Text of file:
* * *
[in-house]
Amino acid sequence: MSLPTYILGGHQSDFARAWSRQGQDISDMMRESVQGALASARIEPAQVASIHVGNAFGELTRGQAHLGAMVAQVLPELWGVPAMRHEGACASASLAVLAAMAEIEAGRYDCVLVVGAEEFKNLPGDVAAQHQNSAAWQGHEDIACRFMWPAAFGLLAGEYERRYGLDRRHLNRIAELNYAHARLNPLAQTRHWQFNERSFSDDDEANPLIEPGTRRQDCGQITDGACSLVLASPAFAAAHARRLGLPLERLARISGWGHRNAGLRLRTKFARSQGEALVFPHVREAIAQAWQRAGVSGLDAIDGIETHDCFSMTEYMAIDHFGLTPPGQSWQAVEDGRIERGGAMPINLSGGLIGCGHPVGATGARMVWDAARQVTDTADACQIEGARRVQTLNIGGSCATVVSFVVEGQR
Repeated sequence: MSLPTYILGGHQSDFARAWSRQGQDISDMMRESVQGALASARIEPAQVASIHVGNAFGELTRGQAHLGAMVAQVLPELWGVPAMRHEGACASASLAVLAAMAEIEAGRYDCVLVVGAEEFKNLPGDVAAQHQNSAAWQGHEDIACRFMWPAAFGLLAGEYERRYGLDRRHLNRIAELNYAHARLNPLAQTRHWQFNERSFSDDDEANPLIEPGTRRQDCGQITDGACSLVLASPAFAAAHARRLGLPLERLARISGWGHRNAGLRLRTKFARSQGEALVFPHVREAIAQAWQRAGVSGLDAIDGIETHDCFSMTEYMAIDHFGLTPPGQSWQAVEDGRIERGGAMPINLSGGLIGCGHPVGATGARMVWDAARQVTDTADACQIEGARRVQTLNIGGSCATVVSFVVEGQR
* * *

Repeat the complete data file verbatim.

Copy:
[in-house]
Amino acid sequence: MSLPTYILGGHQSDFARAWSRQGQDISDMMRESVQGALASARIEPAQVASIHVGNAFGELTRGQAHLGAMVAQVLPELWGVPAMRHEGACASASLAVLAAMAEIEAGRYDCVLVVGAEEFKNLPGDVAAQHQNSAAWQGHEDIACRFMWPAAFGLLAGEYERRYGLDRRHLNRIAELNYAHARLNPLAQTRHWQFNERSFSDDDEANPLIEPGTRRQDCGQITDGACSLVLASPAFAAAHARRLGLPLERLARISGWGHRNAGLRLRTKFARSQGEALVFPHVREAIAQAWQRAGVSGLDAIDGIETHDCFSMTEYMAIDHFGLTPPGQSWQAVEDGRIERGGAMPINLSGGLIGCGHPVGATGARMVWDAARQVTDTADACQIEGARRVQTLNIGGSCATVVSFVVEGQR
Repeated sequence: MSLPTYILGGHQSDFARAWSRQGQDISDMMRESVQGALASARIEPAQVASIHVGNAFGELTRGQAHLGAMVAQVLPELWGVPAMRHEGACASASLAVLAAMAEIEAGRYDCVLVVGAEEFKNLPGDVAAQHQNSAAWQGHEDIACRFMWPAAFGLLAGEYERRYGLDRRHLNRIAELNYAHARLNPLAQTRHWQFNERSFSDDDEANPLIEPGTRRQDCGQITDGACSLVLASPAFAAAHARRLGLPLERLARISGWGHRNAGLRLRTKFARSQGEALVFPHVREAIAQAWQRAGVSGLDAIDGIETHDCFSMTEYMAIDHFGLTPPGQSWQAVEDGRIERGGAMPINLSGGLIGCGHPVGATGARMVWDAARQVTDTADACQIEGARRVQTLNIGGSCATVVSFVVEGQR